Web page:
University of Regina sign

The University of Regina paid some employees more than $100,000 in overtime, even though they didn't work extra hours for it. (CBC)

U of R president responds to CBC story

(This email from the office of U of R president Vianne Timmons was released Sept. 17): 

Members of the campus community, 

This information is being provided as a result of a media report issued
this morning.  

Approximately one year ago, in September 2012, the President’s Office
became aware of a situation that involved overtime paid to two employees
in the Faculty of Education over a period dating back to 2001.

While for privacy reasons specific personnel issues cannot be
discussed, the following facts are germane.

When the situation in the Faculty was reported to the President's
Office, the overtime payments were immediately stopped. 

At the same time, deans, associate vice-presidents, and directors
across the University were instructed to review all overtime records and
claims in their Faculties and administrative units, and to report any
problems or anomalies to their vice-president.

The following month, in October 2012, a review was undertaken of all
overtime paid out over the previous 5 years. No further anomalies came
to light.  

Administrators in each Faculty and unit are responsible for ensuring
that overtime claims are reviewed before processing. 

Office of the President 
University of Regina

The University of Regina is refusing to answer key questions about overtime payments in excess of six figures that were inappropriately paid to a couple of administrative employees.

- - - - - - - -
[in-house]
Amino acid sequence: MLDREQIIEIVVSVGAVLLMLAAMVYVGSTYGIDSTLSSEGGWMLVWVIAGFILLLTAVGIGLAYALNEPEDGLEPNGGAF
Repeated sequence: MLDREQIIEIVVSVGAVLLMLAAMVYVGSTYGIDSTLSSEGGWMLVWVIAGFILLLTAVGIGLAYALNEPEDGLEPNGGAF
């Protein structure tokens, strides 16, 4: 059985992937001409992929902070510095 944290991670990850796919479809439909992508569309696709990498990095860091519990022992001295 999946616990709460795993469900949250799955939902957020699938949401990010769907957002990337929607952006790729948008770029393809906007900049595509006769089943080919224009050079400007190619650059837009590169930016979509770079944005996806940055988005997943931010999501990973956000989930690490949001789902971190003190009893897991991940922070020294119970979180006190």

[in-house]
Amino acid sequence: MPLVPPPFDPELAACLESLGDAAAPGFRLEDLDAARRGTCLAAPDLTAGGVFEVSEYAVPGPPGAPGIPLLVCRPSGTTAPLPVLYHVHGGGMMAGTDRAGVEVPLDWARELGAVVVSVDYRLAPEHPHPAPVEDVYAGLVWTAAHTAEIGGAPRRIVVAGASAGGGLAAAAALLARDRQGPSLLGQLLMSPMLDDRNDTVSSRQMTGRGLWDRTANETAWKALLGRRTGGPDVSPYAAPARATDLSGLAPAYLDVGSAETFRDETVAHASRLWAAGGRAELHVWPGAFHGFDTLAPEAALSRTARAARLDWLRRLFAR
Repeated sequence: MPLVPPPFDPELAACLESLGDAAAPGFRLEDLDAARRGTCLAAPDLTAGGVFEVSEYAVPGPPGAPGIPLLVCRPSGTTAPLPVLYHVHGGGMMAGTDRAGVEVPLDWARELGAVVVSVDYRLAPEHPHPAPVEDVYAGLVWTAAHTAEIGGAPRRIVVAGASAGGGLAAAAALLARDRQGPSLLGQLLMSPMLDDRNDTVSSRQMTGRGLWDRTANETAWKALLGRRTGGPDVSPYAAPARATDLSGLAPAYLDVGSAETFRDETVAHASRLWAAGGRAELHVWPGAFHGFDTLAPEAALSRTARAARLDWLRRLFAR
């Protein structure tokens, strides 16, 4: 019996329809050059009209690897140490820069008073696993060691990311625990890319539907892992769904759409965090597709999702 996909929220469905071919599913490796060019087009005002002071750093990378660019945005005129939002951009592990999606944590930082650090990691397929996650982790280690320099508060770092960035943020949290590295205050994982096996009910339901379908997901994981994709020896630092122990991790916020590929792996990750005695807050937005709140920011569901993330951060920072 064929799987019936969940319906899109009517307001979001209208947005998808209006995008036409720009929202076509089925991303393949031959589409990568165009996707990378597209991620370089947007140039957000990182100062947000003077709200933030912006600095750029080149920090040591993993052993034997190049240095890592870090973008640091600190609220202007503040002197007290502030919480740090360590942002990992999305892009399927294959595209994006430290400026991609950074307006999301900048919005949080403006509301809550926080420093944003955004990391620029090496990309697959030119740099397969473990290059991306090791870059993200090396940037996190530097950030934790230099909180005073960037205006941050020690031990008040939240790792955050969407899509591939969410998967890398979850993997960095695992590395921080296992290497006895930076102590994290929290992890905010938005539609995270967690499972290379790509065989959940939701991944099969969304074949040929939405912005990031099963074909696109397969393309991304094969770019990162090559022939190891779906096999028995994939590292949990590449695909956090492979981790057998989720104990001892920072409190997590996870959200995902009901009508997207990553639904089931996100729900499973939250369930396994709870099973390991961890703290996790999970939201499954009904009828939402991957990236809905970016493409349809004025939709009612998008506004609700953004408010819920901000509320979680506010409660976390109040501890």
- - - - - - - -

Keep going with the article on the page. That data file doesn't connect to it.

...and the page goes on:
CBC's iTeam has learned that for 11 years, the two non-academic workers in the faculty of education received overtime payments although they did not, in fact, work the extra time.

In a recent telephone conversation, James McNinch, the dean of the faculty of education, acknowledged to CBC News that he knew of and approved of the payments.

McNinch said no discipline was handed out because payments of this type were "standard practice" at the U of R. 

When pressed further McNinch insisted he had to end the call and go to a meeting.

University responds

An official reply from the university tells a different story about the university's approach to overtime payments.

In an email to CBC, a spokesperson said in response to the contention of McNinch, "this is not a 'common practice' at the University of Regina."

Senior officials at the university became aware of the unearned overtime payments last fall and, the university says, "when the issue was brought to the attention of senior administration, it was stopped immediately."

Several months after that decision, the university made the following announcement: "Dr. James McNinch has accepted a one-year extension to 30 June 2014 of his term as Dean, Faculty of Education."

CBC asked university officials if there were any consequences for McNinch or the two administrative employees who received the unearned overtime. It also asked if there was a review to determine whether this practice was in fact widespread, or whether anything was done to recover the thousands of dollars paid.

CBC received this one-line response: "There will be no further comment on this matter."

However, after this story was published on Sept. 17, the office of U of R president Vianne Timmons sent an email to people on campus, which contained some additional information.

The email said after the improper overtime was discovered a year ago, all deans, associate vice-presidents, and directors across campus were instructed to review all overtime records and report back.

"The following month, in October 2012, a review was undertaken of all overtime paid out over the previous five years," the email said. "No further anomalies came to light."

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